April 23, 2014 marks an anniversary that no one wants to celebrate. It has been 30 years since scientists identified HIV or the human immunodeficiency virus as the cause of AIDS.
Since that time, many of us have lived in fear of catching it, living with it, being stigmatized by it, and then dying from it. I, like many others remember the early 1980’s when people, mostly gay men, were getting sick and dying from a mysterious flu-like sickness. Medical experts were perplexed. The average person was even more confused.
It was in April 1984 that Margaret Heclker, the US Health and Human Services Secretary, along with scientist Dr. Robert Gallo, reported the discovery of HIV, the virus found to cause the disease called AIDS.When Dr. Robert Gallo; representing the National Cancer Institute triumphantly announced the causative pathogen of AIDS he also and hinted that a new process to mass produce the virus has been developed. Based on this ability, to produce and study the virus, experts opined that a vaccine for the disease would be available within 2 years. It is 30 years later and we still don’t have one.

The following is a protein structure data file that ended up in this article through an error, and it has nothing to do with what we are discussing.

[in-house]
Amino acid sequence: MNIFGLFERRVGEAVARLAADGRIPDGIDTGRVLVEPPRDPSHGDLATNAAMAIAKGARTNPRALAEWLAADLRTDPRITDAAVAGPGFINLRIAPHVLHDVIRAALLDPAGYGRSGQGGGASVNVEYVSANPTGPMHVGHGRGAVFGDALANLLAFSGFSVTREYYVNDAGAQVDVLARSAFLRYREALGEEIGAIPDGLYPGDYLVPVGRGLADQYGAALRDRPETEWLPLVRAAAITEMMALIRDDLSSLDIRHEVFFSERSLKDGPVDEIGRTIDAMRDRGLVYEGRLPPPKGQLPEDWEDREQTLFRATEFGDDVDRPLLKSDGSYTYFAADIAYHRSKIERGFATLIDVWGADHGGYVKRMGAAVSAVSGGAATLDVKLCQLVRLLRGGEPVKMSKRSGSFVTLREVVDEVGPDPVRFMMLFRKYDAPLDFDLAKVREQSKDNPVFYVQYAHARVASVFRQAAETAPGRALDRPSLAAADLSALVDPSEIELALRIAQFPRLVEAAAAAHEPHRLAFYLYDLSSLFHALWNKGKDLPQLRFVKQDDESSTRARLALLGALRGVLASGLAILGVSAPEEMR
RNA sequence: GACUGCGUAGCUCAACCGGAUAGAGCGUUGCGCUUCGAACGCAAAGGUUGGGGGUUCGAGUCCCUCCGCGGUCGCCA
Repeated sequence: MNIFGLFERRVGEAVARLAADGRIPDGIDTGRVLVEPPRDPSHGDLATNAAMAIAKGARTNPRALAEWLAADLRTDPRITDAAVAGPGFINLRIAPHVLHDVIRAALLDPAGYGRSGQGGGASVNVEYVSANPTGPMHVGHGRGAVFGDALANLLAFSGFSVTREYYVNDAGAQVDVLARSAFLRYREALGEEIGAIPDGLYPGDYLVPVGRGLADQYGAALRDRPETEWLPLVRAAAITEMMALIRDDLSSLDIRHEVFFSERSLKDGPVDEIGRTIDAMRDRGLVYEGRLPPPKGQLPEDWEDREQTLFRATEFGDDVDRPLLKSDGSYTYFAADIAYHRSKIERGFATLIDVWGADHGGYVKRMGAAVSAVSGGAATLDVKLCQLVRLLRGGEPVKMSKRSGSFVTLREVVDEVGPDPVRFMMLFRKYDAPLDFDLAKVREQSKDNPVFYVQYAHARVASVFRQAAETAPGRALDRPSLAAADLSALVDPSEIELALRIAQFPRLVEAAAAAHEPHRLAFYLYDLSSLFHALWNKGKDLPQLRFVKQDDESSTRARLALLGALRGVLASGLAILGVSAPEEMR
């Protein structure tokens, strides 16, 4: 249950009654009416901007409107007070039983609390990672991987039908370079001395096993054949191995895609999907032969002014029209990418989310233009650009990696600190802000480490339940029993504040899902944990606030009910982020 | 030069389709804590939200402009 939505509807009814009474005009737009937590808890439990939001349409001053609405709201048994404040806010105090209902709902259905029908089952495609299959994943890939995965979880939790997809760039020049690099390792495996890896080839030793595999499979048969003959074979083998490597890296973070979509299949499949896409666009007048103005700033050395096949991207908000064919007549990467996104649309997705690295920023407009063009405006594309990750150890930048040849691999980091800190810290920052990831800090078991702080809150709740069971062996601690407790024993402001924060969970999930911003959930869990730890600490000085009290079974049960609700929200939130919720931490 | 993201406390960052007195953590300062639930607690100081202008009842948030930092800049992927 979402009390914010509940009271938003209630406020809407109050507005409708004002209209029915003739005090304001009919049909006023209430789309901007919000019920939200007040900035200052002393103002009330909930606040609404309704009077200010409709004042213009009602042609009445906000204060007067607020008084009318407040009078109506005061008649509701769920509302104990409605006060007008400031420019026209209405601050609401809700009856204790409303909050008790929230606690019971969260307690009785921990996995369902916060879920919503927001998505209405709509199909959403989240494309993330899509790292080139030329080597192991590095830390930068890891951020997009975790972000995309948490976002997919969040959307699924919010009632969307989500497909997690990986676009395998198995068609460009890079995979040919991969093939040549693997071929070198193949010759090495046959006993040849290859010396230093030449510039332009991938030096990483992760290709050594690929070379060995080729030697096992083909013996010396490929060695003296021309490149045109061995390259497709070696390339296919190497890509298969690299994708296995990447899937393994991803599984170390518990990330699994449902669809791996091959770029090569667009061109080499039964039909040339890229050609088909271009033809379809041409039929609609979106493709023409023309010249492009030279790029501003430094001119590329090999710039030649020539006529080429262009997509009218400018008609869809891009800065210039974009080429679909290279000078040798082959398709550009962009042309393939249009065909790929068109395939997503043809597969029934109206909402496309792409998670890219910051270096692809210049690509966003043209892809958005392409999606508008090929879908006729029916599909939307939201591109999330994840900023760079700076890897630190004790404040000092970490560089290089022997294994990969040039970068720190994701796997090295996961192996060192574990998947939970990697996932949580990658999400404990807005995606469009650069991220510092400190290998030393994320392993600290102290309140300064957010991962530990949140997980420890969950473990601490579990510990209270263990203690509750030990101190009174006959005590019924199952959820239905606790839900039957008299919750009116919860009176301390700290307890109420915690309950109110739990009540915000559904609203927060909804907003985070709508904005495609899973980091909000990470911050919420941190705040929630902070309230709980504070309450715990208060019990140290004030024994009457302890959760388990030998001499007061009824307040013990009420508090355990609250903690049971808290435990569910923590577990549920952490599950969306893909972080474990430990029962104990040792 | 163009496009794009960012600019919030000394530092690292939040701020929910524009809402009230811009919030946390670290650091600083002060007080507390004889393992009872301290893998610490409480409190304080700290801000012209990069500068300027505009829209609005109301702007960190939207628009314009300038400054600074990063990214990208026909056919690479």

The quest for an effective vaccine is still going on but advances in treating the infection has led to a steep fall in AIDS deaths. According to latest data provided by CDC there are 1,144,500 Americans who are living with HIV infection. Since the discovery of the HIV virus 30 years ago, more than 650,000 Americans have succumbed to the disease.
Before researchers figured out that it was HIV that caused AIDS, gay men themselves were often blamed. They were frequently demonized, feared, and ostracized. It remained that way for quite some time, and in some cases continues to this day. It wasn’t until HIV and AIDS began to show up in the heterosexual population that the stigma began to lessen. It wasn’t until people like Magic Johnson revealed their HIV positive status that others began to realize that it wasn’t just a gay disease.
But 30 years later some people still aren’t getting the message. Many young people who didn’t live through those frightening years certainly aren’t getting the message. Some of them still aren’t practicing safe sex. This is demonstrated by the fact that the U.S. Centers for Disease Control estimates more than half of all undiagnosed HIV infections today are among youth ages 13 to 24.
For 27 of the last 30 years Poverello has been responding to the needs of HIV–positive community. Thanks to Father Bill, his vision and his profound sympathy for those living with the virus, Poverello has extended compassion and support to those living with HIV.
Without your help, and the support of our community, we could not have accomplished the goal Poverello set: To provide life-saving food and other basic living essential to people living with HIV/AIDS. This year, we are on track to provide enough food to people with HIV to make nearly 1.5 million meals.
So on this solemn anniversary there is no more fitting way to mark it than by donating your time and or financial support to this important cause.
You can Donate now to Poverello to support this important cause.